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Death becomes her: A Brief List Of Everyone Who Died @finborough

For a natural process, death is not a topic that comes up naturally for people. We ask how people are doing but expect the response to be “I’m great”, not “I’m not dead yet”. And so for the main character in A Brief List of Everyone Who Died, Graciela has a death issue. Starting with when she was five and found out only after the matter that her parents had her beloved dog euthanised. So Graciela decides that nobody she loves will die from then on. And so this piece becomes a fruitless attempt at how she spends her life trying to avoid death while it is all around her. It’s currently having its world premiere  at the Finborough Theatre . As the play title suggests, it is a brief list of life moments where death and life intervene for the main character, from the passing of relatives, cancer, suicides, accidents and the loss of parents. Playwright Jacob Marx Rice plots the critical moments of the lives of these characters through their passing or the passing of those around them. Howeve

Brief encounters: La Tragédie de Carmen @popupoperauk

In La Tragédie de Carmen, Popup Opera have a distilled version of Bizet’s Carmen devised by Peter Brook in the early 1980s. The gypsies are gone and all that’s left is the love triangle. And some of the best tunes...

Carmen in some ways can survive being messed about with. The Royal Opera afterall is presenting Carmen in a gorilla suit. Cutting out large chunks of the story and setting it during the Spanish Civil War makes less sense. And in the venue of the Peckham Asylum the sightlines were a bit challenging. But it still works better than expected.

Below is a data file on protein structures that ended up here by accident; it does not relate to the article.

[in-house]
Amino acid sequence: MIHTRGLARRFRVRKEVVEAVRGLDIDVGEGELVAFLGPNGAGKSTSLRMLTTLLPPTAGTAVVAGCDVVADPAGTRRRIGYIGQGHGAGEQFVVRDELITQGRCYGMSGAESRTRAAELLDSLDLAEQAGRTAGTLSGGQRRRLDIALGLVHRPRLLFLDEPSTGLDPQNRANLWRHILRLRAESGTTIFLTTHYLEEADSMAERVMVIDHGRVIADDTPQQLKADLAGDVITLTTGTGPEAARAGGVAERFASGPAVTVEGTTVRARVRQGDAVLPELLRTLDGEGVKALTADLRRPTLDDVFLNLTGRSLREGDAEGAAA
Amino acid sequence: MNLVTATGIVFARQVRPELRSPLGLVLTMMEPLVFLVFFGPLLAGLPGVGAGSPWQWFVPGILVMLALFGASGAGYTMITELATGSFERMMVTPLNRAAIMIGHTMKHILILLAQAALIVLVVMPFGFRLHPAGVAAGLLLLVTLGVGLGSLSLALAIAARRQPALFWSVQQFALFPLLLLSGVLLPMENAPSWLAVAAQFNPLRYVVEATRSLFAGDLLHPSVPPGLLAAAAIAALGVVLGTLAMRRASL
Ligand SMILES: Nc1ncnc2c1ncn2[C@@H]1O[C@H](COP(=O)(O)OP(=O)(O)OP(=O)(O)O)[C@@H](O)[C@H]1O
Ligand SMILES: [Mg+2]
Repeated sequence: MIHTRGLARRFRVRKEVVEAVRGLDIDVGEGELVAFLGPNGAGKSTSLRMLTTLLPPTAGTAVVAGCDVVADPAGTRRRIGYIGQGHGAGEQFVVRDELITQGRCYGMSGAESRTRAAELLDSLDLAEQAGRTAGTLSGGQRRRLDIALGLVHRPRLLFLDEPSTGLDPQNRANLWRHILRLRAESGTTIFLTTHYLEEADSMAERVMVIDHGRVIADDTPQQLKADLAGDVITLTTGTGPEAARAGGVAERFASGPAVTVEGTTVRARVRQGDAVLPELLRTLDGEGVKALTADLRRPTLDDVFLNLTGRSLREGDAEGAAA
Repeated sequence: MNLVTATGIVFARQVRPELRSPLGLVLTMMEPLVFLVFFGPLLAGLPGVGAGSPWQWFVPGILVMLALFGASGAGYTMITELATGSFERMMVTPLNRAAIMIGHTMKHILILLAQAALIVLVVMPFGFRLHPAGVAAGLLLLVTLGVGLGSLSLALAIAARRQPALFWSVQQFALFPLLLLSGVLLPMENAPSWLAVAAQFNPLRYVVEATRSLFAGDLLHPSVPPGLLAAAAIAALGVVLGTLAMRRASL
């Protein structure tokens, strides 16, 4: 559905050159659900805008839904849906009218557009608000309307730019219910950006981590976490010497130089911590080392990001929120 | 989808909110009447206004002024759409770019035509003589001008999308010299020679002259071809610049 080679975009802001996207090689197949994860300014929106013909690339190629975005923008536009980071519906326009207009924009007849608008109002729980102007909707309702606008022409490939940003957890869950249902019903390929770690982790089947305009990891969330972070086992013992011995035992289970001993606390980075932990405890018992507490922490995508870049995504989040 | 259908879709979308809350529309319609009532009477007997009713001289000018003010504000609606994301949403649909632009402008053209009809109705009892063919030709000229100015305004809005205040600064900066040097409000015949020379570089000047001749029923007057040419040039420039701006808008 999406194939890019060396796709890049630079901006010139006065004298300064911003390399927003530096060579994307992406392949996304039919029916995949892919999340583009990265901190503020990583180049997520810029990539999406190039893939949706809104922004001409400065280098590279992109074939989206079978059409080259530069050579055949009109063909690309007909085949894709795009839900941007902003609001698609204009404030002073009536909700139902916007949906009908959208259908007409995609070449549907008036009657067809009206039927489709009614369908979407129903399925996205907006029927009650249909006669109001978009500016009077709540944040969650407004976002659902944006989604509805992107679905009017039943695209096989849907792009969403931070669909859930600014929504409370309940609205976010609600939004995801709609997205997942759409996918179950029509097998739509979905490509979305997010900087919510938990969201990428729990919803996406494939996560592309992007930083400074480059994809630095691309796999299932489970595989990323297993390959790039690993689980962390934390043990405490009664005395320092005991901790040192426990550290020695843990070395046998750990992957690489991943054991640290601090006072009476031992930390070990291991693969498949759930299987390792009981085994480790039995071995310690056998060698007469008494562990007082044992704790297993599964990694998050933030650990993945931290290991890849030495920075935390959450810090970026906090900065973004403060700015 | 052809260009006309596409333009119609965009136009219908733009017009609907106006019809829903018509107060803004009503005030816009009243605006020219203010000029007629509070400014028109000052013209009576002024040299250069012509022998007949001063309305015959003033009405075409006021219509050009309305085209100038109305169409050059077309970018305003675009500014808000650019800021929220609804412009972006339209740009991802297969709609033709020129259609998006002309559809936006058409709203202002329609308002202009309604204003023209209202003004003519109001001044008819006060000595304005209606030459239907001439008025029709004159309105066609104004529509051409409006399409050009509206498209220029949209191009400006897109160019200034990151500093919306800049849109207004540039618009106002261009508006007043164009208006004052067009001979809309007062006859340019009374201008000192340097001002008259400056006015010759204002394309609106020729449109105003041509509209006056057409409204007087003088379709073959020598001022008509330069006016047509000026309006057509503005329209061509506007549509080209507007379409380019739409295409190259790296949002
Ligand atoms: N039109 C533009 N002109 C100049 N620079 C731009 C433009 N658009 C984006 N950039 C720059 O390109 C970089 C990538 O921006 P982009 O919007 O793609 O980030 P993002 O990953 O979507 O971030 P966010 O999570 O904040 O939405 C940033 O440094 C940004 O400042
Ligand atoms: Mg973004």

Popup Opera is known for their fresh take on comic operas that tour around the country. But they are on a winner with a more dramatic piece for their autumn season. It doesn’t mess about getting to the best arias. And it helps they’ve assembled a youthful and impressive quartet to bring out the passion.

Chloe Latchmore dazzles as Carmen, using her body and her voice as the seductive and sensual woman. She holds your attention with her clear and strong vocals.

Indonesian tenor Satriya Krisna is just as imposing as Don Jose. Escamillo is an officer haunted by the war here and played by a mildly heroic James Corrigan. Rounding out the cast is Alice Privett as a strong and feisty Micaëla.

Piano accompaniment is by regular Popup Opera music director Berrak Dyer, makes it seem like you’re hearing a full orchestra, bringing out all the subtleties of Bizet’s score.

The moody lighting and projections work well in the Asylum Chapel. The location is an astonishing relic in the heart of Peckham. Even if those who sat further back missed out on some of the drama, the venue made up with it with its chilly atmosphere. Other venues the production tours to may offer better sightlines but I suspect they won’t offer better ambiance.

Directed by John Wilkie, La Tragédie de Carmen plays at various locations until 23 November. Check their website for details.


Photos by Ugo Soffientini

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